To accept such a rationale for rich goods is to support the cultivation of such dispositions in others. But it is less clear why such acceptance supports the cultivation or continued maintenance of such a disposition in oneself. From the standpoint of my own interest and the interest of those close to me, it may well seem preferable to cultivate more complex dispositions in myself that render me able to pursue my interests more effectively despite making others vulnerable, particularly if I can do so without detection. Similarly, shouldn't recognition of such a rationale for cultivating dispositions to provide rich goods lead the consequentialist saint to cultivate within herself complex dispositions to maximize the overall cultivation of such dispositions in others, when necessary through dishonest and disrespectful action?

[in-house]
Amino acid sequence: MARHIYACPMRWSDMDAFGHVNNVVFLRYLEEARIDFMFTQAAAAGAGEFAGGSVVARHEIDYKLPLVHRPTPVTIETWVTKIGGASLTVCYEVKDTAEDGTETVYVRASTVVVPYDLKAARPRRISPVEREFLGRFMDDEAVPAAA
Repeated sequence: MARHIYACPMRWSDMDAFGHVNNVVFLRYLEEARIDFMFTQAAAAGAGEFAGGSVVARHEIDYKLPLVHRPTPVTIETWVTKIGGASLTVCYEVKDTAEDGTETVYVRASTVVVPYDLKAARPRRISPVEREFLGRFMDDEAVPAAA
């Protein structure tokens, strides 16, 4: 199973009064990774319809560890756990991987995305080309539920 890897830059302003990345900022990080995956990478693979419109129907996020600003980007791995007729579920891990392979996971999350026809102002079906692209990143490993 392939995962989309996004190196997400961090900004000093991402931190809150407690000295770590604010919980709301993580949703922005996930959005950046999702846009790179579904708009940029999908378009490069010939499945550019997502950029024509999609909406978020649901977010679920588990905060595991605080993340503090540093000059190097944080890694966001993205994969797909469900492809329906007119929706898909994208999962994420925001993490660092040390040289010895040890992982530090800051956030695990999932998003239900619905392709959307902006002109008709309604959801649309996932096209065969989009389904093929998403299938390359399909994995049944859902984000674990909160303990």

The Good and the Right: The Guidance Problem
We have now sketched Pettit's account of the rich goods of attachment, virtue, and respect, and his rationale for valuing dispositions to provide such goods. This puts us in a position to confront, with Pettit, what he characterizes as the Guidance Problem, the problem of reconciling rich goods and their rationale with a theory of right action, and in particular with a consequentialist theory of right action. The particular difficulty for a consequentialist such as Pettit, recall, is that the virtuous and respectful person cannot justify telling me a lie or interfering in my basic liberties to maximize truth-telling or non-interference overall. Yet such vicious and disrespectful actions seem to be precisely the right actions for the agent-neutral consequentialist.